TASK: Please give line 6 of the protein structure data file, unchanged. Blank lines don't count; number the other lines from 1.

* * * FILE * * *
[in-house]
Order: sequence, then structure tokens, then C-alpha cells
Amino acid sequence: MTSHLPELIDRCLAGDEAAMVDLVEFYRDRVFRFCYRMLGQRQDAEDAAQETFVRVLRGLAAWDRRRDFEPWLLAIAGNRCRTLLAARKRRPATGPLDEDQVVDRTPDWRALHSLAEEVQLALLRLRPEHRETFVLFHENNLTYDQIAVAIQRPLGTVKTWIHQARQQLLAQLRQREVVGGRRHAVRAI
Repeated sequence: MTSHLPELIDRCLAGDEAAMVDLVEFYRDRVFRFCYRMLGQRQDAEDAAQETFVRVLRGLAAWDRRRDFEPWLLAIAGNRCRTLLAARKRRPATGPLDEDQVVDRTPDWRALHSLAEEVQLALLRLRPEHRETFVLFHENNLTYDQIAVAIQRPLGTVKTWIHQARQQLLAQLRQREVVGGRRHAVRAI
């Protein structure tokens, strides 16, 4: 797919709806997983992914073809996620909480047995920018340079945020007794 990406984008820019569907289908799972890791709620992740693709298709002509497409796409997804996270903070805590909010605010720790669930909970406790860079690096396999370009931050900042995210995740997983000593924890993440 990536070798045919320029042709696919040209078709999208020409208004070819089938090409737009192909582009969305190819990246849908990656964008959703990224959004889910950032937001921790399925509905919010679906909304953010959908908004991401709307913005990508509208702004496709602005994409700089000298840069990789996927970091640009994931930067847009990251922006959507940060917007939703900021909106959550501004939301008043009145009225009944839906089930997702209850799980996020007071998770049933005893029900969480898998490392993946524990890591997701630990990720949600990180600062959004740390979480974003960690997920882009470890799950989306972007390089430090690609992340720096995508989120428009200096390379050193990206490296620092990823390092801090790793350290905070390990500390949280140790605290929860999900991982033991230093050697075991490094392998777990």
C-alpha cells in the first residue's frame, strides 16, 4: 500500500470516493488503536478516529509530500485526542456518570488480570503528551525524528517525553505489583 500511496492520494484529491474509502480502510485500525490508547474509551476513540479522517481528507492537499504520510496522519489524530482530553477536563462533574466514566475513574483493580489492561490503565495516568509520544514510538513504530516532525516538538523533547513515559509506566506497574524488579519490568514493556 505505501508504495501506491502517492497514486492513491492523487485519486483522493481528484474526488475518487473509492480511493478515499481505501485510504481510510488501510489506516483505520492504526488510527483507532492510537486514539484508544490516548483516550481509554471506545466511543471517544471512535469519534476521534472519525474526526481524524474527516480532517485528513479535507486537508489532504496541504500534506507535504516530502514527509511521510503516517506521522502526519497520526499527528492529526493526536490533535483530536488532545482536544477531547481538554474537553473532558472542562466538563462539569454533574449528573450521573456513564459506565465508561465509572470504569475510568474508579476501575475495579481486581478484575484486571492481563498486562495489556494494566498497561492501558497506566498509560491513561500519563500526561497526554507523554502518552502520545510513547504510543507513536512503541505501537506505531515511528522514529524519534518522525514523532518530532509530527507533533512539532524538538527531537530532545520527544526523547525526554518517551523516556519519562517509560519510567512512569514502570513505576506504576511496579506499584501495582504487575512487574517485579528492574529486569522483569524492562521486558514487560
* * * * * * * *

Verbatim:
C-alpha cells in the first residue's frame, strides 16, 4: 500500500470516493488503536478516529509530500485526542456518570488480570503528551525524528517525553505489583 500511496492520494484529491474509502480502510485500525490508547474509551476513540479522517481528507492537499504520510496522519489524530482530553477536563462533574466514566475513574483493580489492561490503565495516568509520544514510538513504530516532525516538538523533547513515559509506566506497574524488579519490568514493556 505505501508504495501506491502517492497514486492513491492523487485519486483522493481528484474526488475518487473509492480511493478515499481505501485510504481510510488501510489506516483505520492504526488510527483507532492510537486514539484508544490516548483516550481509554471506545466511543471517544471512535469519534476521534472519525474526526481524524474527516480532517485528513479535507486537508489532504496541504500534506507535504516530502514527509511521510503516517506521522502526519497520526499527528492529526493526536490533535483530536488532545482536544477531547481538554474537553473532558472542562466538563462539569454533574449528573450521573456513564459506565465508561465509572470504569475510568474508579476501575475495579481486581478484575484486571492481563498486562495489556494494566498497561492501558497506566498509560491513561500519563500526561497526554507523554502518552502520545510513547504510543507513536512503541505501537506505531515511528522514529524519534518522525514523532518530532509530527507533533512539532524538538527531537530532545520527544526523547525526554518517551523516556519519562517509560519510567512512569514502570513505576506504576511496579506499584501495582504487575512487574517485579528492574529486569522483569524492562521486558514487560